By FRANK LEWIS
PDT Staff Writer
There were tears and embraces as members of SOLACE (Surviving Our Loss And Continuing Everyday) spent Friday afternoon removing photos of their loved ones, who were lost to drugs, and other signs from the display windows of the former Marting’s building on Chillicothe Street in downtown Portsmouth.
“Today we’re removing the ‘Be The Wall’ SOLACE display at the request of the city,” said Jo Anna Krohn, founder and president of SOLACE. “There are other groups who want to use the center window. So we understand, everybody deserves the opportunity. But it’s just a really emotional day for those of us who put so much work into, not just this wall, but everything that we’ve done to try to get the drugs out of the community.”
Krohn said she believes the display in the window has been the focus of not just all of Ohio, but the nation, and she said the wall display has saved lives. Krohn said most of the U.S. believes other communities should model their anti-drug programs around the efforts made by the citizens of Scioto County.
“I think it made an impact on people,” Krohn, who up until recent months, was a teacher in the Portsmouth City School District, said. “I brought my students down to look at it. They talk about it still — everybody on the wall — that drugs are bad. That’s something that’s important.”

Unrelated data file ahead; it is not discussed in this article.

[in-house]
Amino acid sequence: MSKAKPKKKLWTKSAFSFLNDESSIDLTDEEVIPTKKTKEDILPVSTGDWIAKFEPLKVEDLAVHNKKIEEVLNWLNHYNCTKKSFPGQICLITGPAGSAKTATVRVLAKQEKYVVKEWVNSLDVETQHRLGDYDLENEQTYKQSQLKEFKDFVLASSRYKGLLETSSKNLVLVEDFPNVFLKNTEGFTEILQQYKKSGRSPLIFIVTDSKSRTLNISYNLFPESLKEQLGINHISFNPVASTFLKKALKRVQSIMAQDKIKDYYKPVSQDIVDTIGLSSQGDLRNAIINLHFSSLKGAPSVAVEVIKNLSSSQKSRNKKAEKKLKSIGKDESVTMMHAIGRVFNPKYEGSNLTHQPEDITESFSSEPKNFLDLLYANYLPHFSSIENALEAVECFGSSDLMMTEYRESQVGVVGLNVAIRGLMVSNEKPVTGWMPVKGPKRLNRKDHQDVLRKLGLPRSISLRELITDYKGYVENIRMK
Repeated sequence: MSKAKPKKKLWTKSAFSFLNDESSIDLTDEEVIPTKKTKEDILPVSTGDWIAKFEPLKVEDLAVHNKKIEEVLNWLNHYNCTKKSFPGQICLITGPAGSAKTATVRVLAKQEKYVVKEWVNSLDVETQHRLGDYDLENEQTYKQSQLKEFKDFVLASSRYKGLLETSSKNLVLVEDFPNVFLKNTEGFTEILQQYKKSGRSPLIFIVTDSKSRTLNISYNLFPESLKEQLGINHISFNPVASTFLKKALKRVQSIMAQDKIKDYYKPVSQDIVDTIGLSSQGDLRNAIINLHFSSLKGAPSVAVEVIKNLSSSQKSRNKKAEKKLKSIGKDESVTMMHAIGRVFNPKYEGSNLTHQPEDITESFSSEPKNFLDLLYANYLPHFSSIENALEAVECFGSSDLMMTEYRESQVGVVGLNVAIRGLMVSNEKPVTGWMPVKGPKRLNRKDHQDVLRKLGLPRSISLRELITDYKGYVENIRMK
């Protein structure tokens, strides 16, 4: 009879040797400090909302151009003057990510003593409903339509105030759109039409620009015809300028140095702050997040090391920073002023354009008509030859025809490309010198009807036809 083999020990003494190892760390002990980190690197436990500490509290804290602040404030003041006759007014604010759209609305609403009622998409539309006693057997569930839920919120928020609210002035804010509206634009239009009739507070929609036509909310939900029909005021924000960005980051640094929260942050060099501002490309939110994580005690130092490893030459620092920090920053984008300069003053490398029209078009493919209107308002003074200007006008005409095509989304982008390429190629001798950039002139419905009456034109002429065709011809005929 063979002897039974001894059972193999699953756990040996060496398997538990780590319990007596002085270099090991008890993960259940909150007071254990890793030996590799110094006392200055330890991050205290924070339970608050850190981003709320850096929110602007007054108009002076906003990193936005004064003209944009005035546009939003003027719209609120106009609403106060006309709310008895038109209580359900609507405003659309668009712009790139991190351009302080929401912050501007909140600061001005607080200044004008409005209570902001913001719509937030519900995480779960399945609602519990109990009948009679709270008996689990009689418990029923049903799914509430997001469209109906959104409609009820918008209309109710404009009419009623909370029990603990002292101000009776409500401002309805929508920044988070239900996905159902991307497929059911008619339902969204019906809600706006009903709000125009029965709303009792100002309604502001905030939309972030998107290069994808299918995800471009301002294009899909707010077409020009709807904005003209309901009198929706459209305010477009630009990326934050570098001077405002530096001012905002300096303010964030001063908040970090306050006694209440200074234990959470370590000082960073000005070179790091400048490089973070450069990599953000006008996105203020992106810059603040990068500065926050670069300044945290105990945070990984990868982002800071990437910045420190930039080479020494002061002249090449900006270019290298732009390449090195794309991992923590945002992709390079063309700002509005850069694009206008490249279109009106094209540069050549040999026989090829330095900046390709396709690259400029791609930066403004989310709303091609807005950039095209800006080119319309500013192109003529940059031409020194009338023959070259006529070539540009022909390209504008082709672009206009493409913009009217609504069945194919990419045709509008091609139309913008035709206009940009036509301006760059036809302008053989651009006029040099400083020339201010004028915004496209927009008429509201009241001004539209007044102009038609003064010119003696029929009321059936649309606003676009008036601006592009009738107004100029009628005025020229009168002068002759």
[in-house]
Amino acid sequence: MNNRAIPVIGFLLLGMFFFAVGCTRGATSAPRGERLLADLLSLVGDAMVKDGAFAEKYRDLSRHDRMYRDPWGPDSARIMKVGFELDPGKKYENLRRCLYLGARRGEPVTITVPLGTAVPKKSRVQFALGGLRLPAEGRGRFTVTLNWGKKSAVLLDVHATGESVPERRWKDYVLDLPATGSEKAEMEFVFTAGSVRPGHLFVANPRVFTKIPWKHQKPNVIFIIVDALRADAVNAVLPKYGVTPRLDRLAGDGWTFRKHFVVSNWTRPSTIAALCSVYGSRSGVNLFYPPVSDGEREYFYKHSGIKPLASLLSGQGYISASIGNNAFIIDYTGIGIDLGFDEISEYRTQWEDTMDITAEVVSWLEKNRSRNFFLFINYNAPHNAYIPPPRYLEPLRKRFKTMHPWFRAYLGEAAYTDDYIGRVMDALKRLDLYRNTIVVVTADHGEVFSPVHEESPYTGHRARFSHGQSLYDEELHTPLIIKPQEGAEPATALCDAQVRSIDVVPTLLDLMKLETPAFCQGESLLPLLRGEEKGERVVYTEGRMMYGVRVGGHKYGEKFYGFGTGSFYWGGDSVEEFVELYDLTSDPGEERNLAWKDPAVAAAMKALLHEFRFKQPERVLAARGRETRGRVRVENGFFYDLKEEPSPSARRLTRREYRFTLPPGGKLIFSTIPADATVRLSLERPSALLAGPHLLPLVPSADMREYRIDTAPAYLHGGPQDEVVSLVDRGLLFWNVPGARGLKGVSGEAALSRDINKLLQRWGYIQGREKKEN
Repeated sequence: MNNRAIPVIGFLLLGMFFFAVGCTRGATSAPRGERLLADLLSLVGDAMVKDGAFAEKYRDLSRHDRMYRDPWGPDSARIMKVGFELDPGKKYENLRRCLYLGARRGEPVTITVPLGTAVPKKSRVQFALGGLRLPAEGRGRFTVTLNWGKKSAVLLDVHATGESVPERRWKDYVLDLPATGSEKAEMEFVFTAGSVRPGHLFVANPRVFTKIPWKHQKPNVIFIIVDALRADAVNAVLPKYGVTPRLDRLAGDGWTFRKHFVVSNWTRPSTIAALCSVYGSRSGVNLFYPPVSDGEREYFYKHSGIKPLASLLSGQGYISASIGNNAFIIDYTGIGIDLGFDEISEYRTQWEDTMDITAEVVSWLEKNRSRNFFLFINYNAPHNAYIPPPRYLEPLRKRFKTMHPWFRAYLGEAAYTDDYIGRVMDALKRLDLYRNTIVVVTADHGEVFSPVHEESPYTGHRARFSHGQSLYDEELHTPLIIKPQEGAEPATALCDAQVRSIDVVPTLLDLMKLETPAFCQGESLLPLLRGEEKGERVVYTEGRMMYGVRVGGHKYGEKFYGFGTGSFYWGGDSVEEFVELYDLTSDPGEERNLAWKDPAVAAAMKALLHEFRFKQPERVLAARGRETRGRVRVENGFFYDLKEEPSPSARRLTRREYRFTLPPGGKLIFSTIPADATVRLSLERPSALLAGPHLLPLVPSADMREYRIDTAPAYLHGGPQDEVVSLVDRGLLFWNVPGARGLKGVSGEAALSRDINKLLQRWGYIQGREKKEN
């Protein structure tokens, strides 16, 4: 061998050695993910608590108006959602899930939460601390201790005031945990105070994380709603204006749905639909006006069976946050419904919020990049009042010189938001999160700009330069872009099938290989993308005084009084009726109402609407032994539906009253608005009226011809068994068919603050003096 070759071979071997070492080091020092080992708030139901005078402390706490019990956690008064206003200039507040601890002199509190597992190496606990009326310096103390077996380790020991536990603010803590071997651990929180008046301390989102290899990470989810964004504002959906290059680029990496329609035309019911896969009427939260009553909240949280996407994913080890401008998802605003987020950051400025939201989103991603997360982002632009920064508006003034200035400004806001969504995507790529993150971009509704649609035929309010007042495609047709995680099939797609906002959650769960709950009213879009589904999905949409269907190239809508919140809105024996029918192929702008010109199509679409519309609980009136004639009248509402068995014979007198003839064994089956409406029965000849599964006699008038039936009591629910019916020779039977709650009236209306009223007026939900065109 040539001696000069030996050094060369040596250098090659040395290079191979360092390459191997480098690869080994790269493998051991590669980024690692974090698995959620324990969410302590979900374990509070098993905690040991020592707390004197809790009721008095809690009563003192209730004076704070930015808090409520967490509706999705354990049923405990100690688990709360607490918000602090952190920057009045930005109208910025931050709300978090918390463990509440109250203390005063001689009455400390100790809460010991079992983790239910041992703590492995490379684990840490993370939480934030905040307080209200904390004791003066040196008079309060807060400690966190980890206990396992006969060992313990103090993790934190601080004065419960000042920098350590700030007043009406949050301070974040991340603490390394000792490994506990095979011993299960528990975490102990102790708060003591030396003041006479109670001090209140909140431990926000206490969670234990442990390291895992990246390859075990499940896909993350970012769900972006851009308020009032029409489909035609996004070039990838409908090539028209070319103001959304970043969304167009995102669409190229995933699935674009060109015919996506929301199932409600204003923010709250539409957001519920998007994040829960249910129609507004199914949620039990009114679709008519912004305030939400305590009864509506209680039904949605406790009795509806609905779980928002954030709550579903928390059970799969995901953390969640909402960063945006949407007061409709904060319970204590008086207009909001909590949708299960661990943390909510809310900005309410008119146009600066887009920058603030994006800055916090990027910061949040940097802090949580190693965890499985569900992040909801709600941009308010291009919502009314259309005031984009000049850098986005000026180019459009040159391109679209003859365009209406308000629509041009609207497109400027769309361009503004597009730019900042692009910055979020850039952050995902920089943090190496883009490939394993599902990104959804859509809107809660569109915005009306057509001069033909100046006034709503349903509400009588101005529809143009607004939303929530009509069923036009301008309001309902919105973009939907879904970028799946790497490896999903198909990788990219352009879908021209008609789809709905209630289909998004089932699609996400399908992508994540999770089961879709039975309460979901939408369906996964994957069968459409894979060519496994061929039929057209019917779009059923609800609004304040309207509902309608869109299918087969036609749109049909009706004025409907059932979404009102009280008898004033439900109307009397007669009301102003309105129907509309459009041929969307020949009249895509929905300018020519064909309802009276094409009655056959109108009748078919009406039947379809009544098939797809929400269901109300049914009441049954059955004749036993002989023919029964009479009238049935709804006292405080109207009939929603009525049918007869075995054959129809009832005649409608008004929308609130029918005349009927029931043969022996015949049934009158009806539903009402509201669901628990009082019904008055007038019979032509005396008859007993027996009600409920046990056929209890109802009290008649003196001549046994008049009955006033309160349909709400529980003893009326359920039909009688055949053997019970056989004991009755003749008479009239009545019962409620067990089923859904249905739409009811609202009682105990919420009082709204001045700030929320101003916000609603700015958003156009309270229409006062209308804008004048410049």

Krohn said some of the family members will be taking their photographs home, with the other signage going into storage until a permanent location can be found for the display.
“We have many ideas about what we can do,” Krohn said. “whether it be a window, or something behind glass in a brick memorial. We’re working on that because we believe it deserves to be seen.”
Krohn thanks several people, including Frank Thompson, Lisa Roberts, Portsmouth Police Chief Charles Horner, the staff at The Counseling Center, the Portsmouth Daily Times, and everyone in the community she said who stood side-by-side with the organization, in saying, “This is enough. We’re not going to take anymore.”
While those involved in the anti-prescription drug efforts still say the problem is far from over, they also say eliminating all the pain clinics in the community is significant.
“This past year has been a huge victory,” Krohn said. “It has helped me to heal. I’ve been able to give myself back to my family. And just seeing the impact on the community, the people that we’ve helped, has been great.”
Frank Lewis may be reached at 740-353-3101, ext. 232, or at email@example.com.